However, the Adams Group was no stranger to the art of brinkmanship, either. They held the impending death of Joe McDonnell over the end of their message, questioning the commitment of the British:
Does your last communication mean that you are breaking with the original criteria you set or do you wish to continue? Joe McDonnell is pledged to die unless he achieves the conditions required by the prisoners for a settlement.
Less than an hour later, a second, follow-up message was sent through the channel to Thatcher.
We are fully aware of Joe McDonnell’s position and his commitment to the prison demands. We have stressed this on many occasions. We cannot and will not intervene in the Hunger Strikes unless satisfied are met to their collective satisfaction.
The Adams Group were content to use Joe McDonnell’s commitment and the facade of the prisoners being in control as leverage – although the prisoners knew little to nothing of what was being done in their name, if they had any idea at all.
Tone Not Content
The Adams Group’s 3:30am rejection had been based on Remission, Work and Association; they were holding out for full remission, an emphasis on self-education, and wing visits. After hiding behind the condition and commitment of Joe McDonnell and the prisoners, they ended their evening communication settling for a ‘re-phrasing of D [Work] & E [Association]’.
The second communication asking for the rephrasing of Thatcher’s offer had been sent at 7:50pm. Immediately after sending off that message, according to Garrett Fitzgerald, at 8:30pm Danny Morrison and another person arrived without notice at the ICJP’s hotel, and ‘their attitude was threatening’.
Despite being told that as a result of their complaints the ICJP was now out of the picture, the Adams Group were angry and blamed the ICJP for endangering their secret talks:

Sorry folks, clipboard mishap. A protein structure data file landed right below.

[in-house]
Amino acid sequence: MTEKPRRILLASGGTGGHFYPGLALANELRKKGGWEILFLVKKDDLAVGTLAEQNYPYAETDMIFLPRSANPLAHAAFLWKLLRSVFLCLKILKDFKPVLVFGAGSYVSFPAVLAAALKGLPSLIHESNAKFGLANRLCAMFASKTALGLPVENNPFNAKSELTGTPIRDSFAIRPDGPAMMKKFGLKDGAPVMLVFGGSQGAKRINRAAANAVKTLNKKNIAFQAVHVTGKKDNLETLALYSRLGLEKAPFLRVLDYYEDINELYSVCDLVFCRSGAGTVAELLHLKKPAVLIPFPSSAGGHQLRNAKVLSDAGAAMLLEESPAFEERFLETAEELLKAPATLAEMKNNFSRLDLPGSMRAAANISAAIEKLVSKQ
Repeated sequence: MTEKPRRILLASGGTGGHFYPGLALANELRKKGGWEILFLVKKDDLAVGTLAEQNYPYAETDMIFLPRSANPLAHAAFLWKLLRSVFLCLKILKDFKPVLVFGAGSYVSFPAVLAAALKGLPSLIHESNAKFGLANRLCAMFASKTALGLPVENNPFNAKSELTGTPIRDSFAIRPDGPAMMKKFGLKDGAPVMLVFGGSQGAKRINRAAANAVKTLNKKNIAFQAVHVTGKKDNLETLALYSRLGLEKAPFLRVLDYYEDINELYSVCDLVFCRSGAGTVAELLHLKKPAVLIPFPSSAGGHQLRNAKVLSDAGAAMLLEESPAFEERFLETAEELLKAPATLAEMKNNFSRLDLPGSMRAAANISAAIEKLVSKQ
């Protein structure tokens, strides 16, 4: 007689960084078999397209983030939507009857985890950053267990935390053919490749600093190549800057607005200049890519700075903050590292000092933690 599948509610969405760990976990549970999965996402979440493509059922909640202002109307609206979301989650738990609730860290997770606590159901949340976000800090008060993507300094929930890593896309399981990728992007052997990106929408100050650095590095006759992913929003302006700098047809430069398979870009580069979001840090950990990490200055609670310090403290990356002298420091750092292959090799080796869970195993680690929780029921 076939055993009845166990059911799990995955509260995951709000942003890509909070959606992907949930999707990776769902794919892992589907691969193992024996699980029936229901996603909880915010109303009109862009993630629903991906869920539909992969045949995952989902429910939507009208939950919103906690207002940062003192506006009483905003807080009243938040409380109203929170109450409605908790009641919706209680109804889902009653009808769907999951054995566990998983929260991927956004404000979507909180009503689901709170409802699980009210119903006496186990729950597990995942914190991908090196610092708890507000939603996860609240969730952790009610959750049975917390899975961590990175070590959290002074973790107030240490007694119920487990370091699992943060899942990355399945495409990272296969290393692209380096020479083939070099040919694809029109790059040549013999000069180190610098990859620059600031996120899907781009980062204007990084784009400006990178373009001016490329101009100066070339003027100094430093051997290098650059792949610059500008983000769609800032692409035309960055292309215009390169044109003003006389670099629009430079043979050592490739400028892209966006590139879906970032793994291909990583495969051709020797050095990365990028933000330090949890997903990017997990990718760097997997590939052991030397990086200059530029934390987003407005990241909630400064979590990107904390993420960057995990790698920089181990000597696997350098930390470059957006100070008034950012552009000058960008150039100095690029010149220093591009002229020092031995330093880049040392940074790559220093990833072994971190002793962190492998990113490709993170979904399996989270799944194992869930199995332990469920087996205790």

“Morrison said their contact had been put in jeopardy as a result of the commission revealing its existence at its meeting with Allison; the officials present with Allison had not known of the contact.”
Morrison also demanded that the ICJP keep him informed of what they were doing, but the ICJP refused to cooperate. They viewed his visit as an ‘onslaught’.
Enough to Call Off the Strike
While Morrison was threatening the ICJP, the British were debating the draft settlement they were preparing to send. Earlier, Humphrey Atkins had sent a draft statement that retained a firm line. This was not the position Thatcher decided on going with, however; she continued to revise the offer sent down the channel at 11:30pm the previous evening.
If the Adams Group accepted the offer and ordered the hunger strikers to end the protest, ‘the statement would be issued immediately’. Otherwise, the British would revert back to their position of June 30th and their discussions with the ICJP. And if the Adams Group leaked anything about their secret talks again, the British would deny everything.
The British believed that their revised statement ‘would be enough to get the PIRA to instruct the prisoners to call off the hunger strike’ and had prepared the procedures that would follow once they did. Thatcher personally approved it all, the statement and the sequence, and directed the offer to be sent to the Adams Group.